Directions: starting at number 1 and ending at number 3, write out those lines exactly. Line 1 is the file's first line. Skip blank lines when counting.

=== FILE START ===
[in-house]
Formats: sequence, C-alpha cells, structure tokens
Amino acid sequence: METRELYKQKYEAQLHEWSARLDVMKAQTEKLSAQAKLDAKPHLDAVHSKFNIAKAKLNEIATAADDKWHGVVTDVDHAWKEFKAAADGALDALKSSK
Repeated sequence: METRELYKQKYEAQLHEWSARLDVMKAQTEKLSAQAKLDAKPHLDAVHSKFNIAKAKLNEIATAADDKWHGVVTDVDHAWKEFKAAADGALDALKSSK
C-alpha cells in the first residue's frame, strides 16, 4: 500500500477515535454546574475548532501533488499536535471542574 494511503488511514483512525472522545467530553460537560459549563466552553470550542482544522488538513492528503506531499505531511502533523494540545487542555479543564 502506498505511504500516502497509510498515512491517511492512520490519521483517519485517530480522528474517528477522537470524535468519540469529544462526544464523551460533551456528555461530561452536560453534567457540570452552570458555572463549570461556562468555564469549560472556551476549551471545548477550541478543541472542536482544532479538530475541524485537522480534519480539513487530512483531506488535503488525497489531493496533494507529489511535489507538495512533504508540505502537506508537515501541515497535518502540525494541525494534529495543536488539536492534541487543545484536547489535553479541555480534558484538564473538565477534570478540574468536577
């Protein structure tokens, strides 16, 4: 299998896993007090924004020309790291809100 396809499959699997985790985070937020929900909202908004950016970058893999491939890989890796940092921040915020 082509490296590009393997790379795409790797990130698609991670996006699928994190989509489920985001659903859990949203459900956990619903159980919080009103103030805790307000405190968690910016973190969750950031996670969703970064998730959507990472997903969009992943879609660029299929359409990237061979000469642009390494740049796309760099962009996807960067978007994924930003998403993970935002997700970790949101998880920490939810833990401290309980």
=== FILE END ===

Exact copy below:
[in-house]
Formats: sequence, C-alpha cells, structure tokens
Amino acid sequence: METRELYKQKYEAQLHEWSARLDVMKAQTEKLSAQAKLDAKPHLDAVHSKFNIAKAKLNEIATAADDKWHGVVTDVDHAWKEFKAAADGALDALKSSK